A consultant is a professional advice-giver. Unlike an employee, a consultant comes onto a job for a temporary period to advise and/or supervise; in this role, consultants can charge higher rates and take on only the projects in their specialty field. The knowledge and expertise consultants boast tend to be unparalleled, making them invaluable tools for budding businesses — but many business leaders might wonder, why hire a consultant when you can get a full-time employee for the long term, instead?
There are dozens of reasons that you might prefer to hire a
consultant over an employee, especially in broad and important fields like
human resources, marketing and strategy. If you are grappling with a difficult
hiring decision, here’s why you might err on the side of consultants, first.
1- Different (Read: Better) Perspectives
Because consultants do not operate within your business
day-in and day-out, they can bring fresh eyes to problems that have long
plagued your employees. Consultants can find it much easier to come up with new
ideas that resolve lingering issues and bring new life to an organization.
However, distance isn’t the only way consultants develop better perspectives.
Typically, successful professional consultants don’t
graduate college and immediately go into consulting work. Rather, consultants
can develop their consulting practices because they have a well-known and
established experience that businesses crave — experience that has taken a
significant career to accrue. Thus, consultants are better-equipped to recognize
issues within your organization and craft viable solutions for the short and
For example, it’s not uncommon for startups to struggle
especially in the field of human resources. First, startups make the mistake of
setting HR at a lower priority; then they often rely too heavily or too long on
insufficient tools that hinder overall business growth. HR consulting firms can
quickly identify what solutions would work better for a startup, considering
its size and goals. This is because HR consultants have a deep familiarity with
all things HR and thus can easily diagnose common HR downfalls and summon better
2- Improvements to the Current Workforce
Consultants don’t just fill in the gaps of your current
workforce; they can also elevate your current workforce to serve your business
better into the future. This is because consultants often serve as teachers,
coaches and advisors to employees who are struggling to gain the skills
necessary to improve their performance.
For instance, if you are planning to adopt a new customer
relationship management (CRM) tool that combines information for sales and
customer service, you might hire a consulting team to assist in transitioning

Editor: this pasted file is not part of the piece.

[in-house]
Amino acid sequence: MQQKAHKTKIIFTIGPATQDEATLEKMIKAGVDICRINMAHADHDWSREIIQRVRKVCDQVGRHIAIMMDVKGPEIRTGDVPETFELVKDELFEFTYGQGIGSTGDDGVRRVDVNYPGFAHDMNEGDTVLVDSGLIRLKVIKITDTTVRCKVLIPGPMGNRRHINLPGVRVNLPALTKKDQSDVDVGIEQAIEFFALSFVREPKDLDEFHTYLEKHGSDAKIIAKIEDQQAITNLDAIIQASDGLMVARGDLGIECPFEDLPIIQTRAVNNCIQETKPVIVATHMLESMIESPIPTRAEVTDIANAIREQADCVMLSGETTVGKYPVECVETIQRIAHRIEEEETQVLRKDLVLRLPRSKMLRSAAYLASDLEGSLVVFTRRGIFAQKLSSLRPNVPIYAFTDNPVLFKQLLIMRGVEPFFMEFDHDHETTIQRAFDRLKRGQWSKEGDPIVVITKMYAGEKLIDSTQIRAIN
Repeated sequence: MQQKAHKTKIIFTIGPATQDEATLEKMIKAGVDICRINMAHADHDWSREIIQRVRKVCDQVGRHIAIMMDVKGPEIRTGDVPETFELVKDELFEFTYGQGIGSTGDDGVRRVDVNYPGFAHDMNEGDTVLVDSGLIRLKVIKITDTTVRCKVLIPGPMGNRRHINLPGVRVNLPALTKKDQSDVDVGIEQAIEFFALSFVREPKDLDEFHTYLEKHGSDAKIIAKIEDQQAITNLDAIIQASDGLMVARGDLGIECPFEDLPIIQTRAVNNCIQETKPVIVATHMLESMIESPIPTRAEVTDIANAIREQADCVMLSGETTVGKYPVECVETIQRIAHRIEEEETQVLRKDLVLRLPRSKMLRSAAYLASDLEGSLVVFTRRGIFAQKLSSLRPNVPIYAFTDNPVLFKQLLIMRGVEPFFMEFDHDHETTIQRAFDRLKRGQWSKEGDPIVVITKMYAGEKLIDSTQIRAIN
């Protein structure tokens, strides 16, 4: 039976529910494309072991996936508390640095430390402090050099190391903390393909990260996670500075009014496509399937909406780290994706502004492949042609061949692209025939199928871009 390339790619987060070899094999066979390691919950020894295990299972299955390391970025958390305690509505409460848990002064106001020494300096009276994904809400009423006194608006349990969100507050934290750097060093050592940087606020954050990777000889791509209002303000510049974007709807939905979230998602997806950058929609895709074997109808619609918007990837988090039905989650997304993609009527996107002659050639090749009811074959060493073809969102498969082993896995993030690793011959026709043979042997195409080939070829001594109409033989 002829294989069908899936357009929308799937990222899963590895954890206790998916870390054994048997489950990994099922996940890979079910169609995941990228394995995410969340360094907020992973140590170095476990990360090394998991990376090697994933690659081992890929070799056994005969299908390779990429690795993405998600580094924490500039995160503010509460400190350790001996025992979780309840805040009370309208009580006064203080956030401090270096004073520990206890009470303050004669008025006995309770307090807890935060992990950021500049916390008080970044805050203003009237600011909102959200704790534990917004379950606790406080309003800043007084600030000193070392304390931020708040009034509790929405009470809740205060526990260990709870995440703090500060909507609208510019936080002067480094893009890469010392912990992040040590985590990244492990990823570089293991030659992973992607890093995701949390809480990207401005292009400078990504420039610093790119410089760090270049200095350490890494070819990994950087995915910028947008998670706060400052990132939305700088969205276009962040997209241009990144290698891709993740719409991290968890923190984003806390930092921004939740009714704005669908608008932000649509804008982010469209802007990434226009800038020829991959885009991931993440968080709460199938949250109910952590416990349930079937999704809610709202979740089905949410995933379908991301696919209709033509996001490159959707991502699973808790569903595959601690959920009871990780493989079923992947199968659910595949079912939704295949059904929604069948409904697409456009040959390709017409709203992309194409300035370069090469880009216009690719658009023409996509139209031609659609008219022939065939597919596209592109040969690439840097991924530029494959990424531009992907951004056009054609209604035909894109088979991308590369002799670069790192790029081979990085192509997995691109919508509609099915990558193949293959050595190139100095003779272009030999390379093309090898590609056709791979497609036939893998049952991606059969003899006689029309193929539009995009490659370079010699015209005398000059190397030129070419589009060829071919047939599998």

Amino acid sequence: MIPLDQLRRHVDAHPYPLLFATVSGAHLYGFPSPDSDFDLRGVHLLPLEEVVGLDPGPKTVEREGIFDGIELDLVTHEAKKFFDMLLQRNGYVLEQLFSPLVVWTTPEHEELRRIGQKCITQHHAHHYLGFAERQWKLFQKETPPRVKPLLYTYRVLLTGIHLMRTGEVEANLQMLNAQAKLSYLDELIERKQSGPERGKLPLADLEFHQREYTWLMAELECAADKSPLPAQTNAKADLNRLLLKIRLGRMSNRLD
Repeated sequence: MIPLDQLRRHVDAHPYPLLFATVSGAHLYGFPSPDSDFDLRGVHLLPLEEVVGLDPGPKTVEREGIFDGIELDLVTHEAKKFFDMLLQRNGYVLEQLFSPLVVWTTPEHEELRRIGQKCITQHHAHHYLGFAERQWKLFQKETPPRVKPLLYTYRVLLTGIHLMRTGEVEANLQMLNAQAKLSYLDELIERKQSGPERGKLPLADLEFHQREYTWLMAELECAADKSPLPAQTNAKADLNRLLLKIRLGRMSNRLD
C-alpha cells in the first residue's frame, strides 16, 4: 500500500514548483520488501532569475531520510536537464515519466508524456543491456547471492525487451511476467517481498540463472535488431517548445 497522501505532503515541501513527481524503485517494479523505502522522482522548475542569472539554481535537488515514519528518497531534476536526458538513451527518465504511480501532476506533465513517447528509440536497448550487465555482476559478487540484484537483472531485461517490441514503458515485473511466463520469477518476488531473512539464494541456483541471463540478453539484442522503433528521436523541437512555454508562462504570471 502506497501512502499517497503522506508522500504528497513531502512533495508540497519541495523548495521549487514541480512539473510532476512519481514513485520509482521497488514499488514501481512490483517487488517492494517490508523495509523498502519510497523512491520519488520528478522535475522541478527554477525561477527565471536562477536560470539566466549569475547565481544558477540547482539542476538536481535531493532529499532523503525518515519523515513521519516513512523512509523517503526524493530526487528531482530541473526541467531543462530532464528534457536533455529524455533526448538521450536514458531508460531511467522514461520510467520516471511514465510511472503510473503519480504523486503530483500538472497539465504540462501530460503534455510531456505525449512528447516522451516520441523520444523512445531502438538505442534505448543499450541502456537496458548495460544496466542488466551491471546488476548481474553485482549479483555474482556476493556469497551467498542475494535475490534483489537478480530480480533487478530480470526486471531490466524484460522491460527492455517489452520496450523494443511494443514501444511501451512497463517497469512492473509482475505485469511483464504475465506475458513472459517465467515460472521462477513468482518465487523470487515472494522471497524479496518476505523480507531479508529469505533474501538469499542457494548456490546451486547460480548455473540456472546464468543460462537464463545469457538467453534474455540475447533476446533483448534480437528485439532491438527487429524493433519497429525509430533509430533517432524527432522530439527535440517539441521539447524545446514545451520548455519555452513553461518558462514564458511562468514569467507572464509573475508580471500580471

your current workforce from the old software to the new. Consultants might
teach sales and customer service how to work together better in addition to providing
tutorials for using the new software tool.
You can hire
consultants to provide one-on-one or group training, and you can hire
consultants to host seminars or give presentations on topics that your
workforce should know more about. This will keep your workers informed about
important issues and ensure your talent is sufficiently equipped.
3- Opportunities to Save Money
Consultants aren’t free — but they usually pay for themselves through their improvements to your business. Because consultants can identify inefficiencies and improve the processes within your startup, they will help you generate more revenue and cut costs elsewhere, making investment in their services more than worthwhile.
Plus, many consultants work both in consulting and in freelancing,
which means you can often hire consultants on a short-term basis to fill
employment gaps that are negatively impacting your business. This is ideal for
seasonal startups, when it isn’t economical to go through a costly recruitment
process when you only need workers for a few weeks or months. Because
independent contractors like consultants only work on a temporary basis —
usually dedicated to a specific project — you can avoid many of the costs associated
with employment, like taxes or training. However, when you do this, you should
take note of the Department of Labor’s strict guidelines
regarding temporary workers to ensure you aren’t non-compliant and subject to
Chris has served as a business advisor to a big list of small and micro businesses; localized businesses and social enterprise in particular. Chris is also an avid reader and loves to stay updated about latest tech and innovation.